Judge hands down short prison terms but heavy cash fines for two police officers found guilty of corruption

The two police officers who were found guilty of corruption on March 25 were both sentenced today, May 9, in the High Court.

Corporal Marcus Isadore and Constable Peter Lugay will serve five and two months, respectively, behind bars at Her Majesty’s Prison.

The sentences were handed down by Justice Ann-Marie Smith, who also ordered that Isadore pay a fine of $80,000 by December 31, 2023, or face two years in prison.

Further, Isadore must also pay compensation of $100, forthwith, for a charger he took from the victim or spend a further two months in prison.

Lugay, on the other hand, was fined $30,000, which he has to pay by December 31, 2023, or serve two years in prison.

In addition, the Court ordered that he pay $3,500 compensation for causing injuries to the victim.  This sum has to be paid by July 29 or he will face a prison term of six months.

Lugay was defended by attorney Andrew O’Kola while Isadore was represented by Lawrence Daniels. The two officers had opted for a judge-alone trial and were found guilty in February. 

They had faced a maximum prison term of five years or a fine of up to $100,000.

The two were charged with corruption five years ago – in May 2017 – and were found guilty on three counts.  They also faced other charges of kidnapping, misbehavior in public office and assault.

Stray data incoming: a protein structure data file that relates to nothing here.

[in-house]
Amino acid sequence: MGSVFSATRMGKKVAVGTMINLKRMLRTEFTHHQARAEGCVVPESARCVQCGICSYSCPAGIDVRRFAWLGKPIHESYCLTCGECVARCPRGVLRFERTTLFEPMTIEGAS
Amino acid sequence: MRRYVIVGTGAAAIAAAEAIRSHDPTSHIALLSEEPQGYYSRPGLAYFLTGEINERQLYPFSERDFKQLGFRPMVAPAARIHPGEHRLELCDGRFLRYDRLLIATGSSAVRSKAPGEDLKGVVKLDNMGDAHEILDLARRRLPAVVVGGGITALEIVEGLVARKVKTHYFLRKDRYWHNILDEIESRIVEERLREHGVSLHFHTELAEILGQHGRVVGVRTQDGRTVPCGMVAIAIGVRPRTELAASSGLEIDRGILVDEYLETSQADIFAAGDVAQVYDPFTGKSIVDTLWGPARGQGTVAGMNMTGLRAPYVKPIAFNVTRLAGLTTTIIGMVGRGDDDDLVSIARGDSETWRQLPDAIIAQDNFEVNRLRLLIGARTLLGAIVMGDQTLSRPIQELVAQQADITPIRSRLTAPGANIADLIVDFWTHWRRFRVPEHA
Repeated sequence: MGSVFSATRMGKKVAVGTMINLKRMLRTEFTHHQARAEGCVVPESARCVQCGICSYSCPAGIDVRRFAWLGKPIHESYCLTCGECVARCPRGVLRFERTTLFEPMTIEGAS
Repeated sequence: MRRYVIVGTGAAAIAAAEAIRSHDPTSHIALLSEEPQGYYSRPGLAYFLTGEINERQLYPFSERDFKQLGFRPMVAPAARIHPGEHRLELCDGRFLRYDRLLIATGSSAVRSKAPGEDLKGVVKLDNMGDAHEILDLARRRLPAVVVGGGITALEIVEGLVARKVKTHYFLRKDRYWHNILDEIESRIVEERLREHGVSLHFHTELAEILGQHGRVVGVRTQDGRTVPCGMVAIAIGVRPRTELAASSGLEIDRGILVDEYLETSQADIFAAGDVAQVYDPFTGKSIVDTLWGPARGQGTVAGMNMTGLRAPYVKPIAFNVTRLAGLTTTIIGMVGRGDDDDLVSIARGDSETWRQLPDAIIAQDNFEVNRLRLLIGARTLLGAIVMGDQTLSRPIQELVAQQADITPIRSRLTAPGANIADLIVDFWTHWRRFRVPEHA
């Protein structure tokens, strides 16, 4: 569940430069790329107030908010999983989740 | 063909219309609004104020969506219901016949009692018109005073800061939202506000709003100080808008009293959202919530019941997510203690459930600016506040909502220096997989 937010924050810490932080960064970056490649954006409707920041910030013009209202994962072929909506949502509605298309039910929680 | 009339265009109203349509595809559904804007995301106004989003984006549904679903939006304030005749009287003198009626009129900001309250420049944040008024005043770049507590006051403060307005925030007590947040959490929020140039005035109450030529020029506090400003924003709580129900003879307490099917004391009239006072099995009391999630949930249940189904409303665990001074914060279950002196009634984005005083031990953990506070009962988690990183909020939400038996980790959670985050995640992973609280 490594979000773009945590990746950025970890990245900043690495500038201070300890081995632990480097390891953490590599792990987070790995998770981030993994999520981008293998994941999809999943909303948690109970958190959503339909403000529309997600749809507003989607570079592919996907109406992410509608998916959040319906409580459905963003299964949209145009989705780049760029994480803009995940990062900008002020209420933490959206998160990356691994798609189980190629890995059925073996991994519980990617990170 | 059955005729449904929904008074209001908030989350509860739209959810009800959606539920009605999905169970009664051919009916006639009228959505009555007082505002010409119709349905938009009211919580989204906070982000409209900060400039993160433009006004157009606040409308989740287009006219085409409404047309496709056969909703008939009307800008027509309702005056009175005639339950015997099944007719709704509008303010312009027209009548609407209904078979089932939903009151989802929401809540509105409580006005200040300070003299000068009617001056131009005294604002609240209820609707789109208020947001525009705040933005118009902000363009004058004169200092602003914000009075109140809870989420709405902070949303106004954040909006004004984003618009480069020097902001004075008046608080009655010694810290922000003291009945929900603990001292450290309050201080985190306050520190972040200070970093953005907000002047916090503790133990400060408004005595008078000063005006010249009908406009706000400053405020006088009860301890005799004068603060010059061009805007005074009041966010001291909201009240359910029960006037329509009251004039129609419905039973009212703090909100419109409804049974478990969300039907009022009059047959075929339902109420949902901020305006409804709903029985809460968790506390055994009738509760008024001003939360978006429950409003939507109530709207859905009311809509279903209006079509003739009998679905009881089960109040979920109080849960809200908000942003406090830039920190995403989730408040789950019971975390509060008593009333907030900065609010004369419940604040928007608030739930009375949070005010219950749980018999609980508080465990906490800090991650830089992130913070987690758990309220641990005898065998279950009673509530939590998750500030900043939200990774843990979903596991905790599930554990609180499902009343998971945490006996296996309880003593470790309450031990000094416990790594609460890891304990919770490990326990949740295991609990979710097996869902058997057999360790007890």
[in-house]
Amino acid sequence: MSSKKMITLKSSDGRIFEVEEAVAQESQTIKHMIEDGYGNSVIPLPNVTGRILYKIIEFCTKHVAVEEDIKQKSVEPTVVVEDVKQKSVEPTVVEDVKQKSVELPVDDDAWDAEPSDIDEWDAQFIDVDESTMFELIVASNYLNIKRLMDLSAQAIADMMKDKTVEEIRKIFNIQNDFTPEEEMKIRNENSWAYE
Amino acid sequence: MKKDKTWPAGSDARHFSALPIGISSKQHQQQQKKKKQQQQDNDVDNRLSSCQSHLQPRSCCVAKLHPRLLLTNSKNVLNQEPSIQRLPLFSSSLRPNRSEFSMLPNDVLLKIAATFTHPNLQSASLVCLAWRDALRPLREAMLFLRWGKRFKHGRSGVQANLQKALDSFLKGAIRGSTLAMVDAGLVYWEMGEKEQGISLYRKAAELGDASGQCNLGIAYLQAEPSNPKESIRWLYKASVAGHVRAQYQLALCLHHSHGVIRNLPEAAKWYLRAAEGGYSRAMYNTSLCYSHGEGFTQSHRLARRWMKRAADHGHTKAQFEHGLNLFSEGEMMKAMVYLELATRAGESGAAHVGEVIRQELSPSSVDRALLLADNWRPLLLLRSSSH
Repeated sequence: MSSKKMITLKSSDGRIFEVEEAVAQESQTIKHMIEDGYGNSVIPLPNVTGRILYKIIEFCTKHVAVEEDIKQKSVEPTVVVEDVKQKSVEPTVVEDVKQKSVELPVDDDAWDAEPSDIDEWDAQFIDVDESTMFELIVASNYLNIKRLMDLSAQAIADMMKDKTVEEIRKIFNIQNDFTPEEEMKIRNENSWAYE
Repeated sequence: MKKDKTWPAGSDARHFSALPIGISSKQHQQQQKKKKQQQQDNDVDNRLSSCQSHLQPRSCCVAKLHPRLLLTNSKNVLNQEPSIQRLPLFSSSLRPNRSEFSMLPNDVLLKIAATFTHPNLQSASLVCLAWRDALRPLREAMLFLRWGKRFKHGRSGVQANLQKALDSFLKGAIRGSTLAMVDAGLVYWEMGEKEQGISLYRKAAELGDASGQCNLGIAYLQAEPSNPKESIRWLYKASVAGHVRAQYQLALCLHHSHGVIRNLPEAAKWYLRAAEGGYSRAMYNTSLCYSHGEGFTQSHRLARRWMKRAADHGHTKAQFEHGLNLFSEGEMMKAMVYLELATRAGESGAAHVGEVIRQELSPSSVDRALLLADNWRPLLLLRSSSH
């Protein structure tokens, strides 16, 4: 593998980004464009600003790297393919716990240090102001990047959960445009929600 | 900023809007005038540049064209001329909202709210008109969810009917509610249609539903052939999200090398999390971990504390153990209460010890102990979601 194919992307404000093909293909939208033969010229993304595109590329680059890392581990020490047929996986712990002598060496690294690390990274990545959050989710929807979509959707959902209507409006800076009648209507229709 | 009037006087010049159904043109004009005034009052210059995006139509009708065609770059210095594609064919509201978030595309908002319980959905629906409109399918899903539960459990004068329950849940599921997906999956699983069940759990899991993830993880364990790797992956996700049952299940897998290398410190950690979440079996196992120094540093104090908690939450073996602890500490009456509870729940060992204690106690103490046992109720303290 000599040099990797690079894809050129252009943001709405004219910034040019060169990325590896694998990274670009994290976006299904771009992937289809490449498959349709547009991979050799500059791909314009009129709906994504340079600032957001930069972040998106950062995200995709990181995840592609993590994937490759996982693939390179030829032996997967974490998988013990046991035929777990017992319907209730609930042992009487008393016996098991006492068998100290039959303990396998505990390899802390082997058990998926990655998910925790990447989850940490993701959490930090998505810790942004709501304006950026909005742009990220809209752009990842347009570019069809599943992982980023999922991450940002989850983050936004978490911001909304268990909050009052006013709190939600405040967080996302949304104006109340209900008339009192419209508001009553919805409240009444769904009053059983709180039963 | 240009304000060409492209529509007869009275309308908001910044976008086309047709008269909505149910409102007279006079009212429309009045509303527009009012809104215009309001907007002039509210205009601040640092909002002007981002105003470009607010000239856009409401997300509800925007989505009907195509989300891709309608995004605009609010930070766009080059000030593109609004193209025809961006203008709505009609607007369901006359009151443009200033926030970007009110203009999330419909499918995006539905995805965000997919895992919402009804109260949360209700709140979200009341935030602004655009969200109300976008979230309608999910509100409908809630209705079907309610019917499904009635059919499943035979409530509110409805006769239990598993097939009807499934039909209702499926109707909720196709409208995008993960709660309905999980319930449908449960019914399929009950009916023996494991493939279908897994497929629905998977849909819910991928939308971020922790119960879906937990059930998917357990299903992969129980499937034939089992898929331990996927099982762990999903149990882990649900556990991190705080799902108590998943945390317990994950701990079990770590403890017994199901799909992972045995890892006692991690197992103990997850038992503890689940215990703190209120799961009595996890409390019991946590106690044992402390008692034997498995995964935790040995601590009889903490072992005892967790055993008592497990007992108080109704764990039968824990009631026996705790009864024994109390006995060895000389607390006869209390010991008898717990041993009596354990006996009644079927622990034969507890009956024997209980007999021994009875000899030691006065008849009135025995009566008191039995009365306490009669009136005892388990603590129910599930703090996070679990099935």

Corporal Isadore and Constable Lugay reportedly held a man at gunpoint and confiscated his cannabis, which they kept for their personal gain.

During the illegal act it is reported that they used their police-issued firearms.

The lawmen reportedly took eight pounds of cannabis from the man in February 2017; and then, two months later, they confiscated another 29 pounds of the illegal substance.

The February haul reportedly has not been accounted for up to now, and was not given in as evidence.

Lugay was 23 years old at the time he allegedly committed the offence.  During the trial he opted to make an unsworn statement denying any involvement in the crime.

He also claimed to have had no close connection or interactions with Isadore, his co-accused, who was then 43 years of age, thus refuting any conspiracy between them.

Lugay also alleged that the accusations against him could have been a case of mistaken identity, since there were others in the Force who fit his description.

When news of the officers’ arrest broke over four years ago, STRATCOM issued a press release calling the allegations very serious and an indictment against the Police Force.